19th March 2010

Borders Monitor Farm Reaps Benefit of Herd Management Improvements

Herd management changes at the Borders monitor farm - part of Quality Meat Scotland’s network of monitor farms around Scotland - have yielded numerous benefits to the enterprise.

Brothers Neil and Keith Thomson, who farm a total of 1,600, mainly arable acres, over three units near Kelso, run a suckler herd of 120 predominantly Limousin cross suckler cows.

Keith Thomson deals with the day-to-day management of the breeding herd. Sires are Limousin with progeny finished and sold live through nearby St. Boswells auction mart.

Since becoming monitor farmers in 2007, the Thomsons have been encouraged by the community group of local farmers to tighten their calving period, condition score breeding females and identify and cull the poorer performing cows. In addition, bull calves are now castrated, instead of being finished entire.

By taking bulls out earlier, the calving period has been reduced from 17 to 10 weeks. The community group set a target of 90% of the herd to be calved in the first two cycles. Although not yet achieving this, the 2009 calving saw 96% of the herd calved by the end of the third cycle, compared with 91% in 2007.

“The benefits of the tighter calving definitely out-weigh the negatives,” said Keith Thomson. “Average weaning weights are much improved and the cattle are more even. And while there’s still some variation in size and weight in the young stock, it’s far less than before when there were late-born stragglers whose dams we struggled to get back in calf.”

Early in their term as monitor farmers the brothers started to condition score their cows, batching them into three groups – “fit”, “moderate” and “thin along with moderate first calvers” – and fed them accordingly to get them into ideal condition for calving.

“We had serious calving difficulties in 2009, with a bunch of over-fat, bought-in heifer replacements,” explained Keith. “This certainly emphasised the importance of having females in the right condition at calving!”

The Thomsons have recently joined the Premium Cattle Health Scheme and will be screening cows for Johnes. The cows are vaccinated against Bovine Viral Diarrhoea (BVD), with bought-in replacements tested prior to vaccination.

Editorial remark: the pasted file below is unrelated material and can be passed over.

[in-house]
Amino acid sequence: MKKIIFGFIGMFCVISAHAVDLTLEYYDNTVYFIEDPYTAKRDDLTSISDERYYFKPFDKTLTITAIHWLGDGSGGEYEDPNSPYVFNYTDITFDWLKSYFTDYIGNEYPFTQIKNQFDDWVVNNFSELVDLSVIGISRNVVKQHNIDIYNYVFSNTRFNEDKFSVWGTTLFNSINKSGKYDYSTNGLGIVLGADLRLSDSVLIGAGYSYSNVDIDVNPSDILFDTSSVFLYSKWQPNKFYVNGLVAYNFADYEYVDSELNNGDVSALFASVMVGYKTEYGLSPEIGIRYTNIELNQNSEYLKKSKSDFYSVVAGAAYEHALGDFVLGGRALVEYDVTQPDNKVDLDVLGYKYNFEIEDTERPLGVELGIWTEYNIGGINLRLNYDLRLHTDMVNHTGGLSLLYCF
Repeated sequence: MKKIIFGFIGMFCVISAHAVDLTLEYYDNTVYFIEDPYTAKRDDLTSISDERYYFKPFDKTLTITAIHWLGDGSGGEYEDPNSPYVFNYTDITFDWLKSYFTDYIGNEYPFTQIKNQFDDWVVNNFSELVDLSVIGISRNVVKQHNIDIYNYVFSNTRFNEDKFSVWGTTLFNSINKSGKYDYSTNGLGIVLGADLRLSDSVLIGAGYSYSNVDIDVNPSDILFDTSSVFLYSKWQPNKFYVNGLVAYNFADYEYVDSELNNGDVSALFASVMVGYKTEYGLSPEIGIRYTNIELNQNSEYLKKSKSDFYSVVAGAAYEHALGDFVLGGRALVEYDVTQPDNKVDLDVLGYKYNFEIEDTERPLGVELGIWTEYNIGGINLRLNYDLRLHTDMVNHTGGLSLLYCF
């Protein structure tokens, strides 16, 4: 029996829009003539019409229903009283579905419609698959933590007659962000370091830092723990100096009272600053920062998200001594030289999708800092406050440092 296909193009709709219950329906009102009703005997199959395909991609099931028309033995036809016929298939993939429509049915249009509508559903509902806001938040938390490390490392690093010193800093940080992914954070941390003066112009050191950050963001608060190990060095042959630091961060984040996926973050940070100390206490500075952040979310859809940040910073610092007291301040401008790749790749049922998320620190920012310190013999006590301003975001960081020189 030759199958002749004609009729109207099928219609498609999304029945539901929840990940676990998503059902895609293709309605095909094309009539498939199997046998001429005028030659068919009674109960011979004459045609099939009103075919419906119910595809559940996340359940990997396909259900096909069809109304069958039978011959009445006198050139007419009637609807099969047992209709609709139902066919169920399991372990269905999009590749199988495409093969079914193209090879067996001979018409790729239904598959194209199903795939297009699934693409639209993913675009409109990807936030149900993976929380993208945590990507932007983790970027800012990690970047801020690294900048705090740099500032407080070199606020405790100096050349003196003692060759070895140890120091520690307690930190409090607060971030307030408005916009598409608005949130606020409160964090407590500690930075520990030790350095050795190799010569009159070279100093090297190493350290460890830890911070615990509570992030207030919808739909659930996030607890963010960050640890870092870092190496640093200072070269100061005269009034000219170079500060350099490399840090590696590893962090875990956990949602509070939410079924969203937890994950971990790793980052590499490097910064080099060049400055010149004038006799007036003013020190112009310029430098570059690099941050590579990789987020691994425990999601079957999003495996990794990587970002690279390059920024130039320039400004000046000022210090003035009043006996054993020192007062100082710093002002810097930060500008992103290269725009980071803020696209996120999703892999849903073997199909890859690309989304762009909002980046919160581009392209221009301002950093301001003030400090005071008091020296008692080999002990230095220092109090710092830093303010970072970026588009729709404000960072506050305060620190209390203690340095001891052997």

The purchase of a weigh platform in 2008 enabled the Thomsons to record calf weaning weights and to monitor growth rates of finishing stock.

“The weaning weight and growth rate information has helped us identify the cows which produce the poorer calves,” said Neil Thomson. “With OTMS finished, there’s now a decent price for cull cows, which certainly makes it easier to cull under-performers. Coupled with the removal of the pre-96 cows, this has given us a much younger herd.”

It was decided in 2008 to castrate bull calves. Comparison of bull versus steer performance figures might be expected to show a significant reduction in the 2008 calf crop. However, the benefits of the recent herd efficiency and productivity improvements were revealed when the figures were analysed.

On average - the steers were eight days younger at finish (457 compared with 465 days), spending 17 less days on the finishing diet (259 compared with 276 days). Their lifetime daily weight gain was just 0.04 kg lower than the bulls (1.21kg/day compared with 1.25kg/day), finishing at 590 kgs liveweight compared with the bulls at 618 kgs liveweight.

On 13th June, the Thomsons are holding an Open Day on their farms. All, farmers and non-farmers, are welcome. There will be a number of working demonstrations of farming activities which will be of interest to farmers, and informative to non-farmers, keen to learn more about how their food is produced.

For more details about the Borders Monitor Farm, including the dates of forth-coming meetings, please contact facilitator, Donald Dunbar.

Telephone 01835 823322 Email Donald.Dunbar@sac.co.uk

General information on monitor farms, plus detailed reports of meetings can found by visiting www.qmscotland.co.uk/monitorfarms

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